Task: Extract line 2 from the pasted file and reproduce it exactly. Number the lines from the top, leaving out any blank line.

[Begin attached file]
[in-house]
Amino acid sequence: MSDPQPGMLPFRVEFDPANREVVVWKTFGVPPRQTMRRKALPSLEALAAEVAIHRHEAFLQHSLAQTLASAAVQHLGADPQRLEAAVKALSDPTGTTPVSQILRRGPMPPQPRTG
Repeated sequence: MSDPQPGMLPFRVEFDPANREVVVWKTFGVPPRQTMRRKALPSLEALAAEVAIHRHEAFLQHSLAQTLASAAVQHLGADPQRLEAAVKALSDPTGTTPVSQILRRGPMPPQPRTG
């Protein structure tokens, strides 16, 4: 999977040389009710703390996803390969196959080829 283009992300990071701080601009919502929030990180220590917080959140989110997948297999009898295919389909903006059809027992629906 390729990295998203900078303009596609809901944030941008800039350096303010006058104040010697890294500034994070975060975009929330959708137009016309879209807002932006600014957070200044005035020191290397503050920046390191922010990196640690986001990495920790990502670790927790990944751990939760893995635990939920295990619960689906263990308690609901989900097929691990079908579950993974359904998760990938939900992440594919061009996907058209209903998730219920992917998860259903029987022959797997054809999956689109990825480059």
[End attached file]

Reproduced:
Amino acid sequence: MSDPQPGMLPFRVEFDPANREVVVWKTFGVPPRQTMRRKALPSLEALAAEVAIHRHEAFLQHSLAQTLASAAVQHLGADPQRLEAAVKALSDPTGTTPVSQILRRGPMPPQPRTG